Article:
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  Teaching English to Young Learners in Poland


In recent years Poland has been undergoing massive social and educational changes which have begun to transform the country. Educational reform has been tackled simultaneously on many fronts including administration, financial organisation and staging of schooling . Over the last year, fundamental changes as to how the curriculum is organised and delivered and assessment carried out have come into being. September 1999 also saw the compulsory introduction of foreign languages lowered to grade 4 (10 year olds). This last change brought into focus a problem which has been growing, but not acknowledged, for a number of years, that is, the lack of adequately trained EYL teachers.


In 1990 a target of providing 19,000 qualified secondary school teachers of English by 2001 was set. Now thanks to the modern language teacher training colleges (supported by the British Council together with USIS) plus the requalification courses organised by the national INSETT programme, this target has been achieved. Polish teacher trainers have shown that they can rise to a seemingly impossible challenge!

Since 1990, however, much has changed in Poland. With accession to the European Union looming nearer and in line with the trend across Europe, the teaching of foreign languages to younger learners has become a new aim. Unfortunately, no one at the time of the colleges’ inception dreamed that TEYL would ever become a reality and thus graduates from teacher training colleges and university departments, skilled as they may be in delivering language courses to adolescents and adults, have not yet been equipped with the skills needed to provide language courses to children. An additional new teacher responsibility brought about under the reform is that each school is now required to write and submit for official approval its own syllabuses within a given framework. Although the language syllabus can be adapted to suit the needs of the school from one already approved of, this makes a considerable demand on inexperienced teachers. Although foreign language teaching is now requisite for children in grade 4, it is anticipated that this will be further lowered to grade 1 in the near future.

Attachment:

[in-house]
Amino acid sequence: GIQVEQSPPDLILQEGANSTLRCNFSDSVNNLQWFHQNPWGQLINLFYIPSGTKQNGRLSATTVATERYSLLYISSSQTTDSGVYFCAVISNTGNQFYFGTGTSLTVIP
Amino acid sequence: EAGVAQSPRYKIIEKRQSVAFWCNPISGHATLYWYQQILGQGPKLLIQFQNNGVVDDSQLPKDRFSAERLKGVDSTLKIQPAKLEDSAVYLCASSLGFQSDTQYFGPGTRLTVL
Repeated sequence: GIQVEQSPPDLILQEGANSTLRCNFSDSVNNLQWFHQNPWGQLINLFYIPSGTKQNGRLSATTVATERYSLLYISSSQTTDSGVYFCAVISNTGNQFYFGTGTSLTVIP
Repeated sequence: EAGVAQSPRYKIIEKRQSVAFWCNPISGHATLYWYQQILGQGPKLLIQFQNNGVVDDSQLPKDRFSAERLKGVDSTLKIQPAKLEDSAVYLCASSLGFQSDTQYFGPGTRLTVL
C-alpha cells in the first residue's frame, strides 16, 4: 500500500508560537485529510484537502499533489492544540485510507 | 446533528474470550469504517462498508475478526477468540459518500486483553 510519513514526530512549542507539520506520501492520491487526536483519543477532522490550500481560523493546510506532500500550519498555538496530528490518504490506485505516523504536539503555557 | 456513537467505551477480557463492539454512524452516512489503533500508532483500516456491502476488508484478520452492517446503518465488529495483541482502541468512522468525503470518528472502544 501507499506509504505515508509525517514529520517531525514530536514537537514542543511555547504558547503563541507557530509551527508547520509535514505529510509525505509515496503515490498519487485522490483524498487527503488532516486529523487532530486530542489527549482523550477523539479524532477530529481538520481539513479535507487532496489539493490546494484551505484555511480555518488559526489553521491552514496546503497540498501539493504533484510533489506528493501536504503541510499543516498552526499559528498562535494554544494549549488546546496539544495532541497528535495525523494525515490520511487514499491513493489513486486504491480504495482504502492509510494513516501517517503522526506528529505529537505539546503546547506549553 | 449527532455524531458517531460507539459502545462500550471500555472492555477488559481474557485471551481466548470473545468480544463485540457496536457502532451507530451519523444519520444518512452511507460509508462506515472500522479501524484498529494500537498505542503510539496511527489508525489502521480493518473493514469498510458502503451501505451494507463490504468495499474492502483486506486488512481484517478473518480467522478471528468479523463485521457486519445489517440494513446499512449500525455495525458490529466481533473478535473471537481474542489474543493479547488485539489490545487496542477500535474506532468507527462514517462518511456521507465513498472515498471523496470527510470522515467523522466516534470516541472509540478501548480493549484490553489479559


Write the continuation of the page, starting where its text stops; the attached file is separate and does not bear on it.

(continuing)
This is the official picture, but of course there is another picture. TEYL has been going on in various regions of Poland for some time now. Parental pressure has resulted in some primary schools organising language courses for children from as early as grade 1, taught by graduates of English, teacher training college (TTC) graduates, college trainees or often unqualified teachers of English – few of whom trained to work with young learners. Many private language schools, quick to see a new market, also advertise courses for children.

From a situation not so long ago where very few books focused on teaching young learners were available, the market now is laden with colourful YL course books, videos and CDROMs. Teachers are courted with sample materials, free course books and attractive ‘box of tricks’ workshops, all of which results in deciding ‘what to use’ and ‘how to teach’ becoming daily more difficult for classroom teachers. Clearly it is high time for teachers to have access to the training they need and deserve.

Official backing for training courses